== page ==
OPERA NEWS - Il Primo Omicidio
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Il Primo Omicidio

Opéra National de Paris

In Review Paris Primo Omicidio hdl 219
Kristina Hammarström as Caino and Olivia Vermeulen as Abel in Romeo Castelluci's production of Scarlatti's Il Primo Omicidio at Paris Opéra
© Bernd Uhlig/Opera National de Paris
In Review Paris Primo lg 219
© Bernd Uhlig/Opera National de Paris

COMPOSER ALESSANDRO SCARLATTI (1660–1725) and conductor René Jacobs, now seventy-two, both made late house debuts at the Paris Opéra on January 24, with a new production of Il Primo Omicidio, the composer's 1707 oratorio about the story of Cain and Abel. Romeo Castelluci directed the staging, with the Belgium Baroque band B’Rock in the pit under Jacobs’s baton.

It was easy at first to be seduced by the beauty and precision of the orchestra and the wonderful playing of the violin concerto that opens the score, but sacred torpor quickly set in during the first half. Robert Wilson-style slow motion semaphoring, with beautifully lit and realized images that owed something to the art of Mark Rothko, could not disguise the fact that Il Primo Omicidio is not a work for the theater—it was written for a trattenimento sacro (sacred entertainment) in a private palace in Venice—especially not a theater as vast as the Palais Garnier. Handel oratorios are often as dramatic as his operas, but the same cannot be said of Scarlatti; Il Primo Omicidio surely belongs in an intimate concert hall or a church, especially given the vast choice of unperformed Baroque operas available.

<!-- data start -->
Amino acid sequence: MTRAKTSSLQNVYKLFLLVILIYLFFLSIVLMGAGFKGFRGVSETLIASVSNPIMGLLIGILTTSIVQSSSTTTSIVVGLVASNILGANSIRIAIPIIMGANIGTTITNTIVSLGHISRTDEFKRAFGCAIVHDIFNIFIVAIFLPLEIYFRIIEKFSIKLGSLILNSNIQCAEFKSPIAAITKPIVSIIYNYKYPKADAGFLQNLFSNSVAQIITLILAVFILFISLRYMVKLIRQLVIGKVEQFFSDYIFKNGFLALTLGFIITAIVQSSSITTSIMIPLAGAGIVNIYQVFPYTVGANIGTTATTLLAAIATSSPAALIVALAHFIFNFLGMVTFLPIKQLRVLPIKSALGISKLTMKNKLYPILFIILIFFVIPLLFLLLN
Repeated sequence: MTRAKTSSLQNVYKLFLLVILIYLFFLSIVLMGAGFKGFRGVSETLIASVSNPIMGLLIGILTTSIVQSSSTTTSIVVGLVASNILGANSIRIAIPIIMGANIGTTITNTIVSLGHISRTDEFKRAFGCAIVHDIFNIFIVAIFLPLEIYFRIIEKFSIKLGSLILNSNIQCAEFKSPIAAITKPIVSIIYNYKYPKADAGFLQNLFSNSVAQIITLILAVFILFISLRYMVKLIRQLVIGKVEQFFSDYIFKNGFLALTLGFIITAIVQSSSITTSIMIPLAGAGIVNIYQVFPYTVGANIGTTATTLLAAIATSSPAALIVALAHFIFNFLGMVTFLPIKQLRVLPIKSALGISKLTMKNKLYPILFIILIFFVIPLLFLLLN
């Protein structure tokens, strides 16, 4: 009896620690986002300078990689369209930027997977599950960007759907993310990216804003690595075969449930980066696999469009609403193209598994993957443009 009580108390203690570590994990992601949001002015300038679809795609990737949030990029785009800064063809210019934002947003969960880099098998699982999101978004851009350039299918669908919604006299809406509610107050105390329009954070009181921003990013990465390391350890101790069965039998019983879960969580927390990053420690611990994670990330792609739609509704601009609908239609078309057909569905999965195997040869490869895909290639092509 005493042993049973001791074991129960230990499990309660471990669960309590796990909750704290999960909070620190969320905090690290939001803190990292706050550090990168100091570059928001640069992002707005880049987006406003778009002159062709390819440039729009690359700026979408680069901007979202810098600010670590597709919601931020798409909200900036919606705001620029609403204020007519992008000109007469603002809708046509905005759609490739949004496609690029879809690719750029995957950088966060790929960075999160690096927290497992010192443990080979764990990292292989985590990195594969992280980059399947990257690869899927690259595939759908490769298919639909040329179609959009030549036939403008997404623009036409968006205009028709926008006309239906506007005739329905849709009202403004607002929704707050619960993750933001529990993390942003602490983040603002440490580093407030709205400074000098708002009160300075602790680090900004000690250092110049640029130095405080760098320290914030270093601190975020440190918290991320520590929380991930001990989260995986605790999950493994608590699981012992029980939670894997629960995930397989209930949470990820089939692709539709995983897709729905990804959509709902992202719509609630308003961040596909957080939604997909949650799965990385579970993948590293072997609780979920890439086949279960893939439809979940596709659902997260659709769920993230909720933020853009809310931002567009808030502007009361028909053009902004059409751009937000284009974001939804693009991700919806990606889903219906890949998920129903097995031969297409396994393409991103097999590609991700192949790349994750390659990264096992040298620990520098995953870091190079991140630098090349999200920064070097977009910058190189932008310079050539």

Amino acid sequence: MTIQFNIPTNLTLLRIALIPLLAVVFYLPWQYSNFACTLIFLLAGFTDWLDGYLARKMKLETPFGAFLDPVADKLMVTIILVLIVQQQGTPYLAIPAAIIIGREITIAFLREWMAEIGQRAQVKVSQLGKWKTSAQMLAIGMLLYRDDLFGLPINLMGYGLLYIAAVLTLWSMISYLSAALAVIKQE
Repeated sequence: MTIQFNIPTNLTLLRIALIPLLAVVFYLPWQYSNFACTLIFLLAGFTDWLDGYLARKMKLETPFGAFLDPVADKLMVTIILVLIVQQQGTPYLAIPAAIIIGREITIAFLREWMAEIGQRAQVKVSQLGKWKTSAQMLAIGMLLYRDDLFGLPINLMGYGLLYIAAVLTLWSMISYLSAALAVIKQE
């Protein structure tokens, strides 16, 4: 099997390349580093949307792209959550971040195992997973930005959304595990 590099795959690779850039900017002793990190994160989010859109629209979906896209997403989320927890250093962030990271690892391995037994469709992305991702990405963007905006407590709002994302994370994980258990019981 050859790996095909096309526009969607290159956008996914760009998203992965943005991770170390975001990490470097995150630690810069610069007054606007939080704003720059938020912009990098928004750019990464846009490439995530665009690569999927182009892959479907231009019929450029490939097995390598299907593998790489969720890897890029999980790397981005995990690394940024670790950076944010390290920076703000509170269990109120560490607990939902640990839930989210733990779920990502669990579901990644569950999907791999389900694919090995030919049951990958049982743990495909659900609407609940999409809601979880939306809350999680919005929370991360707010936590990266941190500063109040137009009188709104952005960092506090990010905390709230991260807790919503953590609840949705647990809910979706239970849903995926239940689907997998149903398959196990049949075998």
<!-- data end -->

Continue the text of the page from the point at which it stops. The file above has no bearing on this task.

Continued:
There is nothing in Scarlatti’s fine score to suggest dramatic action or personal motivation. Il Primo Omicidio instead presents a concentrated spiritual meditation on original sin and Cain’s murder of his brother Abel. The show improved after the interval; after the death of Abel, the entire cast was doubled by children, placed in a rural wasteland setting, while the singers sang from the pit or from balcony boxes. There was inevitably something touching about the innocence of these young performers diligently miming the words and gestures of the characters, and there was a certain operatic relief at the final redemption of mankind granted by God. Castelluci’s division of the evening into two clear parts was intelligent. The human qualities of the second half almost compensated for the static opening, but the audience was not as much moved as reduced to a state of respectful appreciation.  

Jacobs, who recorded the work in 1998 with a superior cast, obviously believes in the work. His regular orchestra played with loving precision. The conductor boosted the orchestration for the opera house by including some modern sounding percussive effects to punctuate what little drama was present and some rather invasive sounding trombones. 

Canadian bass-baritone Robert Gleadow, the Lucifer, was the only member of the cast to fully relish his text: Gleadow’s brief devilish pronouncements reminded the respectful audience of true operatic mischief. Despite fine florid singing, the voices of Swedish mezzo Kristina Hammarström, the Caino, and Dutch mezzo Olivia Vermeulen, the Abel, were too similar in timbre—and neither of the brothers had sufficient projection on the first night. (In general, the cast needed bigger voices for this auditorium.) Despite a few moments of wayward intonation, Norwegian soprano Birgitte Christensen invested Eva’s memorable music with meaning, as did British tenor Thomas Walker with the music for Eva’s husband Adamo. The fine German countertenor Benno Schachtner completed the cast as God. —Stephen J. Mudge 

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